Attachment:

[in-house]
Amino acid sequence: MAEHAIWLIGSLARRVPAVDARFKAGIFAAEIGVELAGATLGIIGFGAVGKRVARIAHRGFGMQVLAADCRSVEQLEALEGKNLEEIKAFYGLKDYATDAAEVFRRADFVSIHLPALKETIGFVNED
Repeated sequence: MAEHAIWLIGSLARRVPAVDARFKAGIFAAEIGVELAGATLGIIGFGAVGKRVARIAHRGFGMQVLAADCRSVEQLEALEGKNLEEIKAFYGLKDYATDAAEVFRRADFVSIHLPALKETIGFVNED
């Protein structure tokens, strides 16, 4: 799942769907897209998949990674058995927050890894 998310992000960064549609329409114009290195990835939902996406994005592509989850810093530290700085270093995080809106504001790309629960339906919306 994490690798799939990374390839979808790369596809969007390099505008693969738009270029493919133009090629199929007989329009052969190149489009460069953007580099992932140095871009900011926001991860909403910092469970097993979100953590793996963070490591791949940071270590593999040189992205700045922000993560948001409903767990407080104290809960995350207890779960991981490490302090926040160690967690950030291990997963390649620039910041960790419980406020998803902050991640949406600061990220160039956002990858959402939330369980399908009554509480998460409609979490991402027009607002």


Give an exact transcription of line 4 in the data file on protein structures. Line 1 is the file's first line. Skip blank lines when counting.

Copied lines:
């Protein structure tokens, strides 16, 4: 799942769907897209998949990674058995927050890894 998310992000960064549609329409114009290195990835939902996406994005592509989850810093530290700085270093995080809106504001790309629960339906919306 994490690798799939990374390839979808790369596809969007390099505008693969738009270029493919133009090629199929007989329009052969190149489009460069953007580099992932140095871009900011926001991860909403910092469970097993979100953590793996963070490591791949940071270590593999040189992205700045922000993560948001409903767990407080104290809960995350207890779960991981490490302090926040160690967690950030291990997963390649620039910041960790419980406020998803902050991640949406600061990220160039956002990858959402939330369980399908009554509480998460409609979490991402027009607002």